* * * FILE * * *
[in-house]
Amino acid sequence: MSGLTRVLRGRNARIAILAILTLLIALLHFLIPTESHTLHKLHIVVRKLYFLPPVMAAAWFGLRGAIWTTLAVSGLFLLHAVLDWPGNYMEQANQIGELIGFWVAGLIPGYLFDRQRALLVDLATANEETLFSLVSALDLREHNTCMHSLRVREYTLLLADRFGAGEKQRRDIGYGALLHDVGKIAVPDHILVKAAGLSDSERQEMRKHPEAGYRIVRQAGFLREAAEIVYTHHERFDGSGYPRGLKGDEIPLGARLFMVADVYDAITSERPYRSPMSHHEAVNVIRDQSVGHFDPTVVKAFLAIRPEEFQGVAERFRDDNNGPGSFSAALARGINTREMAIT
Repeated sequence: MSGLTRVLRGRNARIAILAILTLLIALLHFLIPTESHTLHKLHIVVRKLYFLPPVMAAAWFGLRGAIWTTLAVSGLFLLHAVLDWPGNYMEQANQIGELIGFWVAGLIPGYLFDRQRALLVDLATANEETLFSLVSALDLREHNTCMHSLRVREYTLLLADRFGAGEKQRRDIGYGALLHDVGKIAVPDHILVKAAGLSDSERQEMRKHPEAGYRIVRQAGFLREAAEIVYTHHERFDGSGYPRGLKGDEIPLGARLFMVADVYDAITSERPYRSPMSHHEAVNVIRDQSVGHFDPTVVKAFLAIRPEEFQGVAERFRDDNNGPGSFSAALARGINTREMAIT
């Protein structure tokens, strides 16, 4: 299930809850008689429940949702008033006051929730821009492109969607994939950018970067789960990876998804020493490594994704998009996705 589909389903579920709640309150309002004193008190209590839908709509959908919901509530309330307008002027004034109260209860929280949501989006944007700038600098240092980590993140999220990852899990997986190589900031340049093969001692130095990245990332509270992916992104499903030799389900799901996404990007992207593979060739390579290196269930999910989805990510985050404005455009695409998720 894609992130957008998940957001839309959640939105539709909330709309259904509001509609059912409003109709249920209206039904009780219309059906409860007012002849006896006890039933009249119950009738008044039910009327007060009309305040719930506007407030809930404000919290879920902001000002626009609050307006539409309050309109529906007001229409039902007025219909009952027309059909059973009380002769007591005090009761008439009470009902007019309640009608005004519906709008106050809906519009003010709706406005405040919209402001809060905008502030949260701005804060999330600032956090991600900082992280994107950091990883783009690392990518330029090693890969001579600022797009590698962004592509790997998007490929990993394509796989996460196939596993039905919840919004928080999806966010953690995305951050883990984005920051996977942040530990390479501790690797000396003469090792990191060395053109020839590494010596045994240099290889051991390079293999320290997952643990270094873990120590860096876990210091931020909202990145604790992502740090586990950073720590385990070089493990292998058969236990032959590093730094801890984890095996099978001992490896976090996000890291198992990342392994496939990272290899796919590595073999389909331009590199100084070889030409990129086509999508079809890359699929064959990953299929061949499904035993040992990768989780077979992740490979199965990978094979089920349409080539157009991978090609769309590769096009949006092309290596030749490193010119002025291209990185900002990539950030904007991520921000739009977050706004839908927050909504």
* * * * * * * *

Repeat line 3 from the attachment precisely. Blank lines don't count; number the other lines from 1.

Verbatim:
Repeated sequence: MSGLTRVLRGRNARIAILAILTLLIALLHFLIPTESHTLHKLHIVVRKLYFLPPVMAAAWFGLRGAIWTTLAVSGLFLLHAVLDWPGNYMEQANQIGELIGFWVAGLIPGYLFDRQRALLVDLATANEETLFSLVSALDLREHNTCMHSLRVREYTLLLADRFGAGEKQRRDIGYGALLHDVGKIAVPDHILVKAAGLSDSERQEMRKHPEAGYRIVRQAGFLREAAEIVYTHHERFDGSGYPRGLKGDEIPLGARLFMVADVYDAITSERPYRSPMSHHEAVNVIRDQSVGHFDPTVVKAFLAIRPEEFQGVAERFRDDNNGPGSFSAALARGINTREMAIT